The option would be able to be renewed at the end of the five-year period, provided the eligibility requirements are met. Renewal would be permitted without limit, as long as eligibility conditions are satisfied. If a standalone SME opts to establish a subsidiary, the combined turnover of its PEs exceeds twice that of the head office, or it no longer qualifies as an SME, it would be ineligible to renew the application of the HOT rules when the five-year term ends.

One-stop shop with centralised procedures

The proposed directive foresees a one-stop shop approach for tax compliance purposes. In-scope SMEs would interact exclusively with the tax administration of their head office's member state for opting in, filing obligations, and tax payments.

The head office would act as the "filing entity" for all PEs, filing a single tax return with the tax administration of the head office’s member state, separating the taxable income of the head office from that of its PEs. Such member state then would apply the rates applicable in the member states where the SME has PEs on the profits allocated to those PEs. Subsequently, after having collected the overall amount from the head office, the tax administrations would transfer the resulting tax revenues to each member state where the SME has PEs. This approach is meant to simplify tax compliance for SMEs and eliminate the complexities associated with the involvement of multiple tax systems and administrations.

The proposed directive also includes rules on the exchange of information. Efficient exchange of information between relevant tax authorities would be facilitated, adhering to the EU directive on administrative cooperation in the field of taxation. This would ensure that the exchange of information aligns with the simplification goals of the proposed directive.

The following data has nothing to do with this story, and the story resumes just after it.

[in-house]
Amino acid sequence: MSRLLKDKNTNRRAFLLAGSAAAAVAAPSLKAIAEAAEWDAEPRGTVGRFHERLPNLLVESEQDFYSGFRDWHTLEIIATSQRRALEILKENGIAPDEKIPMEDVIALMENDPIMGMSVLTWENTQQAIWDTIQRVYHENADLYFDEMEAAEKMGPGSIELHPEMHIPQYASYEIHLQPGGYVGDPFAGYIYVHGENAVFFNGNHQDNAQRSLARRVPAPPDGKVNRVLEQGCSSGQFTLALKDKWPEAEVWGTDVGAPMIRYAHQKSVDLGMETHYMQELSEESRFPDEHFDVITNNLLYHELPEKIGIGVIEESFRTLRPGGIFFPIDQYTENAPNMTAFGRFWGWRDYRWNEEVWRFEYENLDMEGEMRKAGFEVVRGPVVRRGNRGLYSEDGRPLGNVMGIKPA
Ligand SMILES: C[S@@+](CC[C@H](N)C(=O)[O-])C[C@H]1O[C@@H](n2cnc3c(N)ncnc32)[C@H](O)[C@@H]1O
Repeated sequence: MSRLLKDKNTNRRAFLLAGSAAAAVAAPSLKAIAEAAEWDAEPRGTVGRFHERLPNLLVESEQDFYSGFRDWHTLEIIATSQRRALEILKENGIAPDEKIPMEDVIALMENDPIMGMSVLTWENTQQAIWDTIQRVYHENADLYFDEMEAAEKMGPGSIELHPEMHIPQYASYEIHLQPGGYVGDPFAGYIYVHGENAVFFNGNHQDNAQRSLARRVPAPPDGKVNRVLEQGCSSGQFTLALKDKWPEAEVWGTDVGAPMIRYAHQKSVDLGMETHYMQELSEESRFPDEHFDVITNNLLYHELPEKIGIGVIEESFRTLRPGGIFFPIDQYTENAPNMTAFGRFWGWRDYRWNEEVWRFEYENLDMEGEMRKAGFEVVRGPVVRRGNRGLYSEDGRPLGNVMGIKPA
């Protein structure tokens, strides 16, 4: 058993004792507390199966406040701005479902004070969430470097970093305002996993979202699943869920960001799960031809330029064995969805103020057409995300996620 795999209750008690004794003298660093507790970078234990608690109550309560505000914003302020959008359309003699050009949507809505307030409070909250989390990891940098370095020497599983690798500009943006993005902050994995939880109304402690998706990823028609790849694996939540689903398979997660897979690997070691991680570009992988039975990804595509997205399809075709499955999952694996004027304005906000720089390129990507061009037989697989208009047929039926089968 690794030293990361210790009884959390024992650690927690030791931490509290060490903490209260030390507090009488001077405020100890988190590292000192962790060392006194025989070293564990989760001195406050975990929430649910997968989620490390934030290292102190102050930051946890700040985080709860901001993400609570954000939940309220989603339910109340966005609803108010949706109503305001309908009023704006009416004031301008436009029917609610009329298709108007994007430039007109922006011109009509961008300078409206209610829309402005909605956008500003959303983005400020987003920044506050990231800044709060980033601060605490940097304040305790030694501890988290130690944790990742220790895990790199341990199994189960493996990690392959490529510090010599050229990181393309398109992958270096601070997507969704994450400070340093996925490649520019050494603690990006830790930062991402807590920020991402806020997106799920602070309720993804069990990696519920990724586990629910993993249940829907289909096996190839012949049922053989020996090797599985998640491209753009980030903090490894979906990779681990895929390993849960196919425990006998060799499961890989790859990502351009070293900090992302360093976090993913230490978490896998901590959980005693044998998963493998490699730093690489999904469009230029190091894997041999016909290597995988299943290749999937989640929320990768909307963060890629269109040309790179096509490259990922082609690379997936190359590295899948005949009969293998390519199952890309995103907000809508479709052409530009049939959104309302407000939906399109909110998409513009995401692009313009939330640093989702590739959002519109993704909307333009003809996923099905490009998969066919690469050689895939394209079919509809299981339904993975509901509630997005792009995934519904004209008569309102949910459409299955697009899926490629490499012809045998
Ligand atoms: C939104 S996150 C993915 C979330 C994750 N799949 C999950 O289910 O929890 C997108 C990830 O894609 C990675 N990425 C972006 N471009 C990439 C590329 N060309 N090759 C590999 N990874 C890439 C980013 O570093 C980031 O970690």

In relation to audits, appeals, and dispute resolution, each member state would retain the authority to audit PEs within their jurisdiction. Member states also would be able to request joint audits that obligate the addressed member state to participate, which would maintain the integrity of the tax audit process.

What’s next?

As the proposed directive relates to direct taxation, unanimity within the European Council is required given taxation remains an element of the sovereignty of the member states, i.e., each member state has veto power and can block agreement of the proposal. Experience from previous proposals in the field of direct taxation indicates that proposals can stall at the level of the European Council for many years in the absence of unanimous agreement and lack of political momentum, given that taxation is a sensitive political matter influenced by a myriad of factors. In this respect, various political and economic factors could possibly influence the adoption of the proposed directive, including the upcoming European elections.

Did you find this useful?

Thanks for your feedback

If you would like to help improve further, please complete a 3-minute survey